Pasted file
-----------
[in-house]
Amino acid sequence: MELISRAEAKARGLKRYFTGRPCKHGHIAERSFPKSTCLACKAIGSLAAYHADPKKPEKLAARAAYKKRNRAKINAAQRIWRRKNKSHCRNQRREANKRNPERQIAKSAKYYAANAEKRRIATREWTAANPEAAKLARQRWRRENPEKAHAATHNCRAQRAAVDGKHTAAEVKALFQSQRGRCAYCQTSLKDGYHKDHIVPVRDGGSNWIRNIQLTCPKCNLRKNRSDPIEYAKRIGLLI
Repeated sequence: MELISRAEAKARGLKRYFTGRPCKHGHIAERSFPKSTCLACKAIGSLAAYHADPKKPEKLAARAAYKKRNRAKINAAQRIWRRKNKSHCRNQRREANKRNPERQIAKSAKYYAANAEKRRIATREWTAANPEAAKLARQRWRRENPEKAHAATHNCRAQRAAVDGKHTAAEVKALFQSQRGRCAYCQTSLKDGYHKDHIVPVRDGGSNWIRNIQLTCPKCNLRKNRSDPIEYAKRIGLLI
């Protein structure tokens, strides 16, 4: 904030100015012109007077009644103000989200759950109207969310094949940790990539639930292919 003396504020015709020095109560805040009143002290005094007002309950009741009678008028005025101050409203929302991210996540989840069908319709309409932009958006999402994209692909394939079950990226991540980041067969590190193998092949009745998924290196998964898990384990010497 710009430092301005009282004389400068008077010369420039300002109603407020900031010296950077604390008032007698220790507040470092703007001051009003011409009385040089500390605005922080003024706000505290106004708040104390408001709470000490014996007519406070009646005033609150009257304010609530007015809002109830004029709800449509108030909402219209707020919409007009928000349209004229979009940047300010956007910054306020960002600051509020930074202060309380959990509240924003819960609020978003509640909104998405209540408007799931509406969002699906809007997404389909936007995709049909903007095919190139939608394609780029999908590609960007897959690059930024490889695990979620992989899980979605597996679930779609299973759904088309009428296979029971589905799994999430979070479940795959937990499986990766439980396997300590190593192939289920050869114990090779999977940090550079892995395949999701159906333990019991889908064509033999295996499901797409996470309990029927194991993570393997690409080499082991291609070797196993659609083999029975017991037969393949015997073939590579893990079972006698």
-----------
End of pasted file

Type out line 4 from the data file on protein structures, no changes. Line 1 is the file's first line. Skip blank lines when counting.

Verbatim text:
């Protein structure tokens, strides 16, 4: 904030100015012109007077009644103000989200759950109207969310094949940790990539639930292919 003396504020015709020095109560805040009143002290005094007002309950009741009678008028005025101050409203929302991210996540989840069908319709309409932009958006999402994209692909394939079950990226991540980041067969590190193998092949009745998924290196998964898990384990010497 710009430092301005009282004389400068008077010369420039300002109603407020900031010296950077604390008032007698220790507040470092703007001051009003011409009385040089500390605005922080003024706000505290106004708040104390408001709470000490014996007519406070009646005033609150009257304010609530007015809002109830004029709800449509108030909402219209707020919409007009928000349209004229979009940047300010956007910054306020960002600051509020930074202060309380959990509240924003819960609020978003509640909104998405209540408007799931509406969002699906809007997404389909936007995709049909903007095919190139939608394609780029999908590609960007897959690059930024490889695990979620992989899980979605597996679930779609299973759904088309009428296979029971589905799994999430979070479940795959937990499986990766439980396997300590190593192939289920050869114990090779999977940090550079892995395949999701159906333990019991889908064509033999295996499901797409996470309990029927194991993570393997690409080499082991291609070797196993659609083999029975017991037969393949015997073939590579893990079972006698």